Friday, November 16, 2007

Medicine prices up by 10%

Prices of commonly-used medicines have gone up by nearly 10% every year for the last 10 years. This is much more than the country's inflation rate and higher than annual increase in income of the common man.

The drugs include popular antibiotics such as ampicillin, and painkillers like as paracetamol and diclofenac.

The study by drug watchdog, National Pharmaceutical Pricing Authority (NPPA), was carried out on the top 15 drugs. The medicines, which have recorded a 10% increase in prices every year are those, which are not under prices notified by the government.

This has happened even as the prices of bulk drugs (raw material) have been coming down drastically every year. Interestingly, in a sample covering top 15 drugs that were under government control, the annualized increase is only about 1%. The period under study in both the samples was over 12 years, from 1994-end till July 2007.

The study strengthens the government's case to increase its ambit of price control to cover 354 essential medicines from the existing 74 drugs. The issue — part of the draft pharma policy, was referred to a group of ministers. But this has not yet been finalised. However, the industry has a contrary view.

"Prices have gone up because of the higher transaction costs which include excise duty and margins to retailers and distributors," an executive with an industry player said.

The problem in the country is more to do with delivery, rather than high prices. Moreover, the industry needs to invest in research and development which requires massive investments, he added.

Not only have drug prices shot up, but cases of over-charging and selling without government approval have also been discovered. In about 660 samples of scheduled drugs (under price control) collected from 12 cities over three months this year, there have been prima-facie violations relating to charging more than the price decided by the government in nearly 60% of the cases.

The government is expected to issue notices to the companies that have been over-charging or selling without approval soon, official sources said. Over 2006-07, the drug watchdog received 83-odd complaints from 479 scheduled packs, of which a majority were related to over-charging, while a few were concerned with sale without government approval.

State governments have started throwing their weight behind the Centre, which is about to finalise a new drug policy allowing the government to fix prices of more drugs. Some states have told the Centre that drug makers who promised to reduce prices of 886 brands while negotiating a softer drug pricing formula with the government have delivered poorly on their commitment.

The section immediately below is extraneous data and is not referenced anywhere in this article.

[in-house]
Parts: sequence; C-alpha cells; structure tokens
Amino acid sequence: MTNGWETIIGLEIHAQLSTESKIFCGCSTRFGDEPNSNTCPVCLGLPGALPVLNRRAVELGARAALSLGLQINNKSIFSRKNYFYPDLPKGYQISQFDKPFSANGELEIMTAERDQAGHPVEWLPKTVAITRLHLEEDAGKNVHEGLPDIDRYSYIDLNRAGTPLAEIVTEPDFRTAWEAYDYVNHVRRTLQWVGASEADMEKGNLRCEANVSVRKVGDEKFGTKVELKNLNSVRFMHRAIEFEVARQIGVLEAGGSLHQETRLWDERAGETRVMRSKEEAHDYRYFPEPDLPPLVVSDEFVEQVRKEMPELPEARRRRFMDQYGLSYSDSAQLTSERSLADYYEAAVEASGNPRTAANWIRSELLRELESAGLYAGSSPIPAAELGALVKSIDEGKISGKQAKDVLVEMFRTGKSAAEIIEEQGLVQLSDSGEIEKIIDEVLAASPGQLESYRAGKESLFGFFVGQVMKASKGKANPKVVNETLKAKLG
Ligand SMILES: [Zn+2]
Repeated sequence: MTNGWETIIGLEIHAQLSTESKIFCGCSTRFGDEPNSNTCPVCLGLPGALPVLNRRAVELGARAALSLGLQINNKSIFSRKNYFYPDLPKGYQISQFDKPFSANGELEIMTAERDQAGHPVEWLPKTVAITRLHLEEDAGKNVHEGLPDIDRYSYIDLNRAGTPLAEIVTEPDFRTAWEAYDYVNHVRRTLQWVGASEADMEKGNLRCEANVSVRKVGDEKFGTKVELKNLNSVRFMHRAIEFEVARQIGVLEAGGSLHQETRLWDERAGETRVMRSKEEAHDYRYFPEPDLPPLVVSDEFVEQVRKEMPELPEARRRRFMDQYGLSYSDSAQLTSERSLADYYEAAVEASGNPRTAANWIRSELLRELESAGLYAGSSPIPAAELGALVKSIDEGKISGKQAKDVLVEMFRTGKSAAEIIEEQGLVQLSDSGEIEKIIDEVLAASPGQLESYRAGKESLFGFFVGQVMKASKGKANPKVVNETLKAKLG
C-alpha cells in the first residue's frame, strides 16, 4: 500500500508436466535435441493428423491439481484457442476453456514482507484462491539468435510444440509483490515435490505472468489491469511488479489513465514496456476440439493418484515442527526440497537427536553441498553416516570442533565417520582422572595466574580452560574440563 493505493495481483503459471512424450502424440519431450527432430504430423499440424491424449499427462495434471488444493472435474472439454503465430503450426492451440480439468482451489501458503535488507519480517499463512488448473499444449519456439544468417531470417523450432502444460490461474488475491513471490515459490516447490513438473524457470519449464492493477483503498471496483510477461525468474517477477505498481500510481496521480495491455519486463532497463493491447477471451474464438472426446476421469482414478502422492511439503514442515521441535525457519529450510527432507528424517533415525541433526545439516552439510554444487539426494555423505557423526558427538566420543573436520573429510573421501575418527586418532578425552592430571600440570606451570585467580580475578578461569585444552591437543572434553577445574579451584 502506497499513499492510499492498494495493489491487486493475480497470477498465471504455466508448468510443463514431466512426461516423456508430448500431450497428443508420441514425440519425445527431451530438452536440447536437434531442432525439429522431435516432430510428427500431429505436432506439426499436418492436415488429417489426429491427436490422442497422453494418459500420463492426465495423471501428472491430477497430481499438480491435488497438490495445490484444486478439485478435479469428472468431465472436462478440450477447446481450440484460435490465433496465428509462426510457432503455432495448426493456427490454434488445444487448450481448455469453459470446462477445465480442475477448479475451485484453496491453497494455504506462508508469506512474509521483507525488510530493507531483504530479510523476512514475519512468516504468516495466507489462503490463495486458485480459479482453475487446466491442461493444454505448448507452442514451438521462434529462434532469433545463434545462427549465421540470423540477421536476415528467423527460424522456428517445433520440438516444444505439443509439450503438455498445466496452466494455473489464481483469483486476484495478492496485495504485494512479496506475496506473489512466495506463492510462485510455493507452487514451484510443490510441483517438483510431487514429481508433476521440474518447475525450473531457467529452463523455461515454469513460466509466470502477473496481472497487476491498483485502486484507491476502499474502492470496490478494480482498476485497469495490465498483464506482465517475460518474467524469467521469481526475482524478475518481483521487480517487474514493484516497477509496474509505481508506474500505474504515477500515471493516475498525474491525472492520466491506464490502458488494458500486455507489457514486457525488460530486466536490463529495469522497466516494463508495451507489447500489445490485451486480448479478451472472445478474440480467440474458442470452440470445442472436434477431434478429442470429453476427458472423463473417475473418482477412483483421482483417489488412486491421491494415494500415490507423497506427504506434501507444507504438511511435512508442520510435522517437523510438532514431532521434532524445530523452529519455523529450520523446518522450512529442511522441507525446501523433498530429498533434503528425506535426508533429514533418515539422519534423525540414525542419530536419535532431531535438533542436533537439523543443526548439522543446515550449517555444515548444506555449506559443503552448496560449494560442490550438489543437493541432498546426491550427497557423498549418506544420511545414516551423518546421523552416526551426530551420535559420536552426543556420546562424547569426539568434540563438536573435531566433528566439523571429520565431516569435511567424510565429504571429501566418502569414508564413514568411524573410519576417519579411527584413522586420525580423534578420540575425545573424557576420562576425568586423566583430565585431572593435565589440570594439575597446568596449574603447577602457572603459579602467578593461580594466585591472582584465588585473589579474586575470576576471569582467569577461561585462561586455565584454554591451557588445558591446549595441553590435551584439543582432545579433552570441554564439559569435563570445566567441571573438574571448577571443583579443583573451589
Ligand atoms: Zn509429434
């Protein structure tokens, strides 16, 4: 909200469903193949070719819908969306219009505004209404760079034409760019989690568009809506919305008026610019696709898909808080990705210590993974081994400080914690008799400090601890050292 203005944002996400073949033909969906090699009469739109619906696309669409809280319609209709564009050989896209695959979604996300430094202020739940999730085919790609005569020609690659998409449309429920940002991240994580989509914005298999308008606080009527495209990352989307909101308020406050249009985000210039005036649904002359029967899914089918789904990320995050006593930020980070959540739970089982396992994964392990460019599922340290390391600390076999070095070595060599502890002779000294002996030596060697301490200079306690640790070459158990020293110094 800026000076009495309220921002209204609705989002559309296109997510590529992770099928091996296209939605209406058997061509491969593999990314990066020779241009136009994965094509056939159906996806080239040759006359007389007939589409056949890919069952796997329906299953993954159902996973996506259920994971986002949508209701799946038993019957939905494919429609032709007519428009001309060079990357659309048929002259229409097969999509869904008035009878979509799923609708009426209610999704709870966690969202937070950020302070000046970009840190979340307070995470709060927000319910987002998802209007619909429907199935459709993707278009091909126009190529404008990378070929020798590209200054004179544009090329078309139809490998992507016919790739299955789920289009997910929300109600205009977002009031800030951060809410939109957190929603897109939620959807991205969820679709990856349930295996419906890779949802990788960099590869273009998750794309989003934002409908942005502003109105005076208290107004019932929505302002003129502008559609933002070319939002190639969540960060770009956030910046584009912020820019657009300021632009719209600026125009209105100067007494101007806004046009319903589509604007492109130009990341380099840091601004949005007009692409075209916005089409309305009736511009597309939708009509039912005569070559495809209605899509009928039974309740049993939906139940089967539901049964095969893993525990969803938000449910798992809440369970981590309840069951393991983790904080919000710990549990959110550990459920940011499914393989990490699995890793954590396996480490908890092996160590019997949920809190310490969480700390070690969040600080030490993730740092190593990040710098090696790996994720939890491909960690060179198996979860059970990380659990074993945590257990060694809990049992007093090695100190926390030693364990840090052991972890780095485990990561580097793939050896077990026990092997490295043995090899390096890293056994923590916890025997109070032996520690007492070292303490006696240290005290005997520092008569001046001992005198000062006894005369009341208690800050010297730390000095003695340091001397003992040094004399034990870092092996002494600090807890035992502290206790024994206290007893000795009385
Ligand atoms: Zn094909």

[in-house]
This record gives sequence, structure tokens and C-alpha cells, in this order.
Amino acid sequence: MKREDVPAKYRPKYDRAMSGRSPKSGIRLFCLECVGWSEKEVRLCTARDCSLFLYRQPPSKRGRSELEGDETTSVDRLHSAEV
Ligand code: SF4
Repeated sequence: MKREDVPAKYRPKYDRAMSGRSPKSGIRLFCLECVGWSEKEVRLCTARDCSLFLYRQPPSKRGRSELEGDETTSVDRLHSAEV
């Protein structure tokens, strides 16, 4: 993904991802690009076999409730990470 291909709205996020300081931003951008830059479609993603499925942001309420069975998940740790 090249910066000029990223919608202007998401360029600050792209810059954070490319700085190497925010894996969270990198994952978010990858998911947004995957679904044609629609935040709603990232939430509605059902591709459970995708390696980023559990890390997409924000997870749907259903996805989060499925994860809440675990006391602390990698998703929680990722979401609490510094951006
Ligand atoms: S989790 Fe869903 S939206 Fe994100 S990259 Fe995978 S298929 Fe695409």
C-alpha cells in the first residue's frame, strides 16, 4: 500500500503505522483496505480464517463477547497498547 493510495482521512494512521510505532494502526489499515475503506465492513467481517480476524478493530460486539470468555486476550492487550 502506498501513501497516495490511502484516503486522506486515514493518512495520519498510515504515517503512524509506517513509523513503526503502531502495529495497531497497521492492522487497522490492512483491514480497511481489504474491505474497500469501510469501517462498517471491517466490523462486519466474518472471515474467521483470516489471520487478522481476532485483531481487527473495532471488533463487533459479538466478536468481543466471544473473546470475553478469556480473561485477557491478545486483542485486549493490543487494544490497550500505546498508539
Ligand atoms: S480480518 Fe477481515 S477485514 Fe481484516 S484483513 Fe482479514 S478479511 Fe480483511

The feedback from state governments on the availability and pricing of medicines comes in the wake of a crucial meeting of a ministerial panel on the new policy, probably the final one, was scheduled for the first week of November. Possibility of early elections could encourage the group of ministers headed by Arjun Singh to take feedback from state governments seriously.

The Tamil Nadu government, for example, has conveyed to the Centre that none of the 886 formulation packs (brands in the form of a particular quantity of a medicine of a particular strength), on which leading companies have committed to reduce prices, are available in the state. Some states in the North East have said not more than three or four of these drugs are available in chemist shops there. The West Bengal government is understood to have told the Centre that only about 30% of these drugs are available in the state.

Interestingly, some companies have either modified their brand names or changed the pack size or the strength of the medicine, it is understood. The feedback from far-flung markets is expected to be a strong tool for the government while finalising a new pricing formula.

The drug industry feels the offer to lower prices of 886 formulation packs was made to persuade the government not to go ahead with its proposal to price control all drugs in the national list of essential drugs.

Drug price watchdog NPPA had recently asked companies to explain why they have not honoured their commitments. More importantly, it has asked them to explain the violations noticed in the case of these drugs.

Many brands on which they offered to slash prices were in the market without the mandatory government-fixed prices in the first place.